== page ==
Conditions Leading to Hip Replacements
A very basic condition is a pelvic imbalance (an anterior/posterior rotation of the iliums) resulting in the contraction of the musculature of the hip which often involves compression of the nerves. This may occur in the gluteals (maximus, medius, minimus), the piriformis or rotators. Other muscles that directly affect the rotation of the iliums and cause a tightening of the gluteals in compensation are the quadriceps, adductors, hamstrings, quadratus lumborum, TFL, iliacus and psoas. These muscles are all involved either in compensation for, or in support of, the pelvic distortion. I have found that when the pelvic imbalance is released, the tension in these muscles is reduced and there is a marked improvement in any hip condition.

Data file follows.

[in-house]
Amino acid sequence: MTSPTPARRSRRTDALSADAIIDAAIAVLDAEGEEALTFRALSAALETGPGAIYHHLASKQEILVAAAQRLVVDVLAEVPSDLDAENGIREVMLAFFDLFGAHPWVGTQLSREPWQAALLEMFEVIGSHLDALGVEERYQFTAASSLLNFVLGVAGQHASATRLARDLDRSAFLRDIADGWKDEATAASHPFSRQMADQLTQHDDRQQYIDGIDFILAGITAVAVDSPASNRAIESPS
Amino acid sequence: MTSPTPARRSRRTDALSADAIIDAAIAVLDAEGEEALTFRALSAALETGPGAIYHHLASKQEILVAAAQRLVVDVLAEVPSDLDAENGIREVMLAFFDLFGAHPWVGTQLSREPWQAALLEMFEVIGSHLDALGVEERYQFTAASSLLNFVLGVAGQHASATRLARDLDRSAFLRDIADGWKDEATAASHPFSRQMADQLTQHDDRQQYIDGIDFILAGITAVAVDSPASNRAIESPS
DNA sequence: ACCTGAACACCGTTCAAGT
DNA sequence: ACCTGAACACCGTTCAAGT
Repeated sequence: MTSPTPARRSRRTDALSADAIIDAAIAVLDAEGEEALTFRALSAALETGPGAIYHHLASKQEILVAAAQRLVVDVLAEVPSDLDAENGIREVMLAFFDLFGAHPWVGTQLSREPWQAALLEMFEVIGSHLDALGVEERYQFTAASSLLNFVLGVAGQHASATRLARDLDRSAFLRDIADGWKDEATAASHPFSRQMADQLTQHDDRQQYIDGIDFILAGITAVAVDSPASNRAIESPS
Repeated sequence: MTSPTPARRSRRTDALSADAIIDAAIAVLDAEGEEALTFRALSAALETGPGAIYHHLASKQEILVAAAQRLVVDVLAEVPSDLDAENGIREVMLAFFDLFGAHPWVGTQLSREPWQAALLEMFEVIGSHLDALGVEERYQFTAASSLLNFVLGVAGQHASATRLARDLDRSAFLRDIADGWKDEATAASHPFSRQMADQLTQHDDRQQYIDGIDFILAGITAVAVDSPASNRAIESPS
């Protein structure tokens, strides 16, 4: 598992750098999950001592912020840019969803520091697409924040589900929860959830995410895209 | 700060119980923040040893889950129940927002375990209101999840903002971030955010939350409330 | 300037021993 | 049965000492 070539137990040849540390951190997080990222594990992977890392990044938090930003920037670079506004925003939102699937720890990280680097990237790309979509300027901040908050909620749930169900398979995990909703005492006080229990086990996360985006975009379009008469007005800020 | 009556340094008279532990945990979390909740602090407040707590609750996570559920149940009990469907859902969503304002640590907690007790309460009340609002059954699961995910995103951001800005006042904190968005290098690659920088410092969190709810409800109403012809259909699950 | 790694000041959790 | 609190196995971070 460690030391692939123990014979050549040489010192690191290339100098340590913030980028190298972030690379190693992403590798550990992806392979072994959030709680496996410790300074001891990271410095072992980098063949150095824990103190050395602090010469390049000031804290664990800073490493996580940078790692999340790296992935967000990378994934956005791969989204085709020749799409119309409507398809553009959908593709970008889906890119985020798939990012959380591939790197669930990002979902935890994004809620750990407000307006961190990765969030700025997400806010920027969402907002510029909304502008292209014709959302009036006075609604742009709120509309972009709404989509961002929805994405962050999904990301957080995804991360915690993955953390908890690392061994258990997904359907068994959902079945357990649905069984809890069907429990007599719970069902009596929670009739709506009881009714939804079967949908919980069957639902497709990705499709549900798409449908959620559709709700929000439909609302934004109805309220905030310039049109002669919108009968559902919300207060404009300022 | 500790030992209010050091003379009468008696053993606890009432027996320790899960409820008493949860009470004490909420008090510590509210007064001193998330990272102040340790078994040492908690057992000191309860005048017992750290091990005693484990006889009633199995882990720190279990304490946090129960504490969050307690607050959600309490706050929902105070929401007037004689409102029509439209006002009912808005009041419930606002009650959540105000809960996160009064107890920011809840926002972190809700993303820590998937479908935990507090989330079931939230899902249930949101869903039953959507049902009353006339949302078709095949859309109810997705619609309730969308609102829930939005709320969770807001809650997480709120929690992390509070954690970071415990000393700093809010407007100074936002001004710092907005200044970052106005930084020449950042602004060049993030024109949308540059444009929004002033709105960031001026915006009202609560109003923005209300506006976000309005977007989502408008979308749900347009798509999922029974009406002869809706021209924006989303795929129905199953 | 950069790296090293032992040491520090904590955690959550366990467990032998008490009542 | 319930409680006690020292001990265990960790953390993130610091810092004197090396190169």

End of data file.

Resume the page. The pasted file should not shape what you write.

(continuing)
To facilitate the release of the pelvic imbalance, the deeper tissues of the pelvis and hip need to be treated. Often these muscles and other soft tissue are inflamed and painful. Even so these tissues can be effectively treated by using a three-step approach that releases fluids and toxins and surface tensions; unwinds the myofascial holding patterns; and releases deep fibers and adhesions. This sequence not only directly affects the musculature and structure of this area, but reduces the amount of sensation that the client will experience while the contracted tissue is being treated.